In the summer of 1848, dozens of enslaved Kentuckians set out on the dangerous path to freedom. According to Aaron Astoer, “The largest plot in the Bluegrass…involved [reportedly] seventy-five slaves who had escaped Fayette and Bourbon countries with the help of a white abolitionist at Danville’s Centre College and numerous free blacks.” 1 The freedom seekers had armed themselves and had been traveling in the direction of the Ohio River before being recaptured in the city of Cynthiana. Astor only uses the term ‘stampede’ in his 2012 book Rebels on the Border: Civil War, Emancipation, and the Reconstruction of Kentucky and Missouri twice, and does not use it to refer to such organized group escapes. The author mentions that locals of Lexington were particularly flabbergasted by this event, as “most of the participating slaves were ‘trusted house servants of Lexington’s most socially prominent families.’”2
In the beginning of Astor’s narrative, he describes some other antebellum examples of enslaved people rebelling against slaveholders. “One large slave ‘conspiracy’ in the western border states occurred not in the Bluegrass but in western Kentucky’s Hopkinsville, where a foiled Christmas insurrection in 1856 spurred panic and ‘excitement’ throughout the entire state,” Astor writes, noting that even rumors of this sort of activity were terrifying to the slaveholders, who were extremely averse to the suggestion that their power over the people they had enslaved could be challenged.3
Even though the journey out of bondage was perilous and sometimes unsuccessful, it was also an obvious reclamation of power by the freedom seekers. Astor acknowledges that “[o]ther than outright insurrection, running away was the slave’s gravest political act of resistance. It directly usurped the master’s authority…”4 White enslavers experienced a growing anxiety over the threat of enslaved people running away or arming themselves en masse, especially as the tensions which led to the Civil War heightened. It got to the point that untrue rumors of rebellion circulated amongst the townspeople routinely: “The appearance of slave conspiracies during seminal events…underscores the latent political power vested in the ‘apolitical’ slave population.” 5 Astor notes that even though many of the feared insurgent plots seemed to have been conjured up entirely in the minds of slaveholders, the enslaved were able to observe their enslavers’ panic and use it against them. Enslaved people’s different forms of rebellion shattered the wishful illusion that this system was morally neutral and could continue without consequences.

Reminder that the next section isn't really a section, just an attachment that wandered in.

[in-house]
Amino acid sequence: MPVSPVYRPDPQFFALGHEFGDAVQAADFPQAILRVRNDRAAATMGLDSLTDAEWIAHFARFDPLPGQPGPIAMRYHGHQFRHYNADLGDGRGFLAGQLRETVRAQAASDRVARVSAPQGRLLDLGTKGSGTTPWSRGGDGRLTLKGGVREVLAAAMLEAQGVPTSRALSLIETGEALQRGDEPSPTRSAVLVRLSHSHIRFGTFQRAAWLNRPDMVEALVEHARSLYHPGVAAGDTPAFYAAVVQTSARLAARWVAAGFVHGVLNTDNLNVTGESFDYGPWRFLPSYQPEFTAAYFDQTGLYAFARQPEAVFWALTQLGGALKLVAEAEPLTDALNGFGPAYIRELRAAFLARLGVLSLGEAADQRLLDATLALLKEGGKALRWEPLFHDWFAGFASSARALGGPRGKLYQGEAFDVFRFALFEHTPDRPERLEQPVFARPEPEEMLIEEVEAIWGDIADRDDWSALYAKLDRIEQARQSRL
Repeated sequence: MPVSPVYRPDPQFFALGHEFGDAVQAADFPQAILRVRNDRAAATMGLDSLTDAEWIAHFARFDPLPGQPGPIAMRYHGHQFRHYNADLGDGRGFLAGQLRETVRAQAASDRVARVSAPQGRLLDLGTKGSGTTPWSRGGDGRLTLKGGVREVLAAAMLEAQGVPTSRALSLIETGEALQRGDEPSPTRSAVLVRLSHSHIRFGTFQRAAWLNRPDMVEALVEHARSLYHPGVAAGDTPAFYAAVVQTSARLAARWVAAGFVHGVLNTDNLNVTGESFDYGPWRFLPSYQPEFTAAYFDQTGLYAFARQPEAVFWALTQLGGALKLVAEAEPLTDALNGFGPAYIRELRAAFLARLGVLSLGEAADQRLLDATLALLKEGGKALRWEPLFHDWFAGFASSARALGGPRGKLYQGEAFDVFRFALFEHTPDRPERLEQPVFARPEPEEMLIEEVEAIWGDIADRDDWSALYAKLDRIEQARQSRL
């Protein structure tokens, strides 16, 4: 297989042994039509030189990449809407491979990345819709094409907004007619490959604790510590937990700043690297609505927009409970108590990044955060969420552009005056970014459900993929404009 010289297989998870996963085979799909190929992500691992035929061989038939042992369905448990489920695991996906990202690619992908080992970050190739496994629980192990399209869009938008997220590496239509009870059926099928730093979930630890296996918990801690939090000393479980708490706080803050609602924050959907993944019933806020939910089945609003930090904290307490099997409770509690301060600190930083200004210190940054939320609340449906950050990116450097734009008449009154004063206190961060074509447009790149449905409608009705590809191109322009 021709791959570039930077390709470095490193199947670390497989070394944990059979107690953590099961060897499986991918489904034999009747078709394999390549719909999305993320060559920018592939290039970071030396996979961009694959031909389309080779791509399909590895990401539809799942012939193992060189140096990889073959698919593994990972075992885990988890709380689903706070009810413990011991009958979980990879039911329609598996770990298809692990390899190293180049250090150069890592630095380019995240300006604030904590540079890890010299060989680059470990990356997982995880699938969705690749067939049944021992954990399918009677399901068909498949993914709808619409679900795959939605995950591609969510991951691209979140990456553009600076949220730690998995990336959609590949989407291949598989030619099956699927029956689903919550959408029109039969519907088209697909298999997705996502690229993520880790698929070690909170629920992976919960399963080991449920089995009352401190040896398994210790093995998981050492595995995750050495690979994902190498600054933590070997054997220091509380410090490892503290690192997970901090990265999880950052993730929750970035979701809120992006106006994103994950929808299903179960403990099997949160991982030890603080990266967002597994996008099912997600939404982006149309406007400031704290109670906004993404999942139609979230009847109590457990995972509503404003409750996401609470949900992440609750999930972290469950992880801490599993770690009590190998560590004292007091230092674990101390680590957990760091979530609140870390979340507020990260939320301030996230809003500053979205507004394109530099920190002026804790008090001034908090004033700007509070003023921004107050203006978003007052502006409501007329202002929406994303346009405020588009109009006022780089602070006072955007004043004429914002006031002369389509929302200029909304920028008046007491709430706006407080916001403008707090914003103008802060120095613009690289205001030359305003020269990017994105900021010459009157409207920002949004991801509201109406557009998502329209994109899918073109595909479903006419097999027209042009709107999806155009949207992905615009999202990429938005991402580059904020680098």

During wartime, Astor notes the examples of stampedes behind Union lines, and how the “rush of slaves off the farms of Little Dixie and the Bluegrass stunned white conservatives and Union military officials alike. Sporadic violence against enlistees hardly stemmed the tide of black men –and often black women as well– who stampeded into the army of liberation.”6 Astor refers to black people as ‘stampeding’ into the army twice in his book. Fighting in the Civil War for the right of all enslaved people to be freed was the ultimate revolution in which freedom seekers could have taken part, and the use of the word “stampede” to describe their fervor for enlistment is apt.
 Aaron Astor, Rebels on the Border: Civil War, Emancipation, and the Reconstruction of Kentucky and Missouri (Baton Rouge: Louisiana State University Press, 2012), 67-68.
 Astor, 68.
 Astor, 68.
 Astor, 69.
 Astor, 70.
 Astor, 144.